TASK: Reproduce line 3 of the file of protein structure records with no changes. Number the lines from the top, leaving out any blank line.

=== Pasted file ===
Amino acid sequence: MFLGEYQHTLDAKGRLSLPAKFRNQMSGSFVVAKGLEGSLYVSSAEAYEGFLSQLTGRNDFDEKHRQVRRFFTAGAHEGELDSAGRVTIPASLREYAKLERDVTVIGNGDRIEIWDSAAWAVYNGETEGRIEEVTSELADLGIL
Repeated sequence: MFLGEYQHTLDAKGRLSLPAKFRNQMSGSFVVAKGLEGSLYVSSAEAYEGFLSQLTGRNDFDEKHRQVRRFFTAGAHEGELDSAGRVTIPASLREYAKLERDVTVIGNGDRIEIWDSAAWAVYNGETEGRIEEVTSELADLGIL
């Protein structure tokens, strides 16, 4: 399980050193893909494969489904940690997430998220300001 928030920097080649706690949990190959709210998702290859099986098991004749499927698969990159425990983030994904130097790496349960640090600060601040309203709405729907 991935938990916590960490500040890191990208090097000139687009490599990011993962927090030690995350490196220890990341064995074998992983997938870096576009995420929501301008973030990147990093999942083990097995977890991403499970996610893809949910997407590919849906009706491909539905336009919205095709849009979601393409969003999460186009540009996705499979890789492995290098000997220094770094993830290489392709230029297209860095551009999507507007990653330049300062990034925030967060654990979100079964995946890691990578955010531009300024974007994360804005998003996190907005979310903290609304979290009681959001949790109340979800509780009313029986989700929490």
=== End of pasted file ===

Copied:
């Protein structure tokens, strides 16, 4: 399980050193893909494969489904940690997430998220300001 928030920097080649706690949990190959709210998702290859099986098991004749499927698969990159425990983030994904130097790496349960640090600060601040309203709405729907 991935938990916590960490500040890191990208090097000139687009490599990011993962927090030690995350490196220890990341064995074998992983997938870096576009995420929501301008973030990147990093999942083990097995977890991403499970996610893809949910997407590919849906009706491909539905336009919205095709849009979601393409969003999460186009540009996705499979890789492995290098000997220094770094993830290489392709230029297209860095551009999507507007990653330049300062990034925030967060654990979100079964995946890691990578955010531009300024974007994360804005998003996190907005979310903290609304979290009681959001949790109340979800509780009313029986989700929490």